International Day for the Preservation of the Ozone Layer
September 16 is the International Day for the Preservation of the Ozone Layer. It was proclaimed by the UN in 1974, a couple of decades late but… better late than never.
The questions many ask: How big is the hole in the ozone layer? Is it getting bigger? Is it too late?
How big is the ozone hole? Very big! 8.9 million square miles (23 million square kilometres ); only slightly smaller than the whole of North America.
Ozone hole 9/13/2013 – Ozone Watch
Is the hole in the ozone layer getting bigger?
The ozone hole was biggest in 2006 – at 10 million square miles (26 million square kilometres) – but since the ban on CFCs, halons and other ozone-destroying chlorine compounds it actually got a tiny bit smaller. On average, it is less than 7.7 million square miles (20 million square kilometres) and in 2012 it actually was the smallest in years, at 6.9 million square miles (17,9 million square kilometres). But that’s not its constant size – it is largest in September and October of each year, up to the mentioned 8.9 million square miles (measured 9/13/13).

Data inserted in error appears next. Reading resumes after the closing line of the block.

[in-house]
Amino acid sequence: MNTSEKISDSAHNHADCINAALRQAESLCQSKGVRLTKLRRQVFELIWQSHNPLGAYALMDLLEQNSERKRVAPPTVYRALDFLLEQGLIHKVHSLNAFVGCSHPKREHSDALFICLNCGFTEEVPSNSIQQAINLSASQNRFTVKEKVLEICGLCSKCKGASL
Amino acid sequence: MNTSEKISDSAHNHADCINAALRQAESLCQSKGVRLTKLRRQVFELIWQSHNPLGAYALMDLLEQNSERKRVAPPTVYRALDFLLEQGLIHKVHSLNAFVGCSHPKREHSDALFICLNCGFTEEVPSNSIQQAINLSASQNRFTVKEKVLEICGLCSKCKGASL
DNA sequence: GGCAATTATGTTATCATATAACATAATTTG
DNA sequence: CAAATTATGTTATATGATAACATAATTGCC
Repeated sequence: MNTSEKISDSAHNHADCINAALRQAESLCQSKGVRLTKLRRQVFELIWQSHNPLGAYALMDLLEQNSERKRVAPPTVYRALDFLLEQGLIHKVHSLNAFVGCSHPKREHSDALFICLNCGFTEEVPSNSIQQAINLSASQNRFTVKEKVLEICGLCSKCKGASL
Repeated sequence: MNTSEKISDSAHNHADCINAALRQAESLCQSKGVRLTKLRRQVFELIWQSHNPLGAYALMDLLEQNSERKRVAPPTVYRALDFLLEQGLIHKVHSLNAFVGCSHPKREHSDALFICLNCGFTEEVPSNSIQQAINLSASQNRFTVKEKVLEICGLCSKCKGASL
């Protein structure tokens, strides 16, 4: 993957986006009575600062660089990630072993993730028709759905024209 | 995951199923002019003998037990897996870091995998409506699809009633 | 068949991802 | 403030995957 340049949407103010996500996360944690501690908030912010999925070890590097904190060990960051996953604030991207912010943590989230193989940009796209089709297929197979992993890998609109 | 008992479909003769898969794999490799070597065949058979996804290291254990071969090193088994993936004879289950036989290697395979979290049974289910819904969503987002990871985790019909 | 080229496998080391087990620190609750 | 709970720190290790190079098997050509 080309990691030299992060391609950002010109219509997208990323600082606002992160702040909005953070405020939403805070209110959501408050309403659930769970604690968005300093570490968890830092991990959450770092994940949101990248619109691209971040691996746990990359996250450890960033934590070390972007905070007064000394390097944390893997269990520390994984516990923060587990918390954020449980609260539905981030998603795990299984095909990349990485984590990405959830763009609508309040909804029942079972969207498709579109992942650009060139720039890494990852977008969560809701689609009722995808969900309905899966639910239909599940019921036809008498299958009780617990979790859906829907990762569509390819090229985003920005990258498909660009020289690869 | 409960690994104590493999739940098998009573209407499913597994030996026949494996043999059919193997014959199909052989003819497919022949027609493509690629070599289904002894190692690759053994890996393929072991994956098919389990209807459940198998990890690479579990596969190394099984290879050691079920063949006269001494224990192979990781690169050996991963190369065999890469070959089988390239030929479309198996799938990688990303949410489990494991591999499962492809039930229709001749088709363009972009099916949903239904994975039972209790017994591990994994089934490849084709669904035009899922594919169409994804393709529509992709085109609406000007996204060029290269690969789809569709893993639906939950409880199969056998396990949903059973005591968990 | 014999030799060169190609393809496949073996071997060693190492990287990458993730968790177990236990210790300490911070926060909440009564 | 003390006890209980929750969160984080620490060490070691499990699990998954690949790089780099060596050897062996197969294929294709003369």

Why should you care? Because the ozone layer is that thin shield that protects you from the Sun’s harmful ultraviolet radiation. Without it, you’ll get cancer, go blind and suffer a whole range of nasty illnesses. In short, you’ll die painfully.
You might feel safer if you think that because the ozone hole is over the Antarctic it wouldn’t affect you in the Northern Hemisphere or elsewhere. The Australian Bureau of Meteorology explains, “After the ozone hole has broken up parcels of ozone depleted air mixed with mid latitude air move north.”
Is it too late to save the ozone layer?
The answer “No.” It’s not too late. Given a fair chance, Mother Nature has a remarkable way of fixing things. But it needs your help, starting today:
1. Use eco-friendly products.
2. Do not use pesticides or nitrate fertilizer – they are extremely harmful to the ozone layer.
3. Walk, ride a bicycle, use public transport or use car pooling rather than driving just by yourself.
4. Push hard for more stringent control over high-altitude aircraft programs and space rockets; they expel harmful compounds in the middle and upper stratosphere layer, near the ozone layer.
It’s about chocolate and more!
As we oft say, Earth is the only planet with chocolate. Let’s take care of Earth!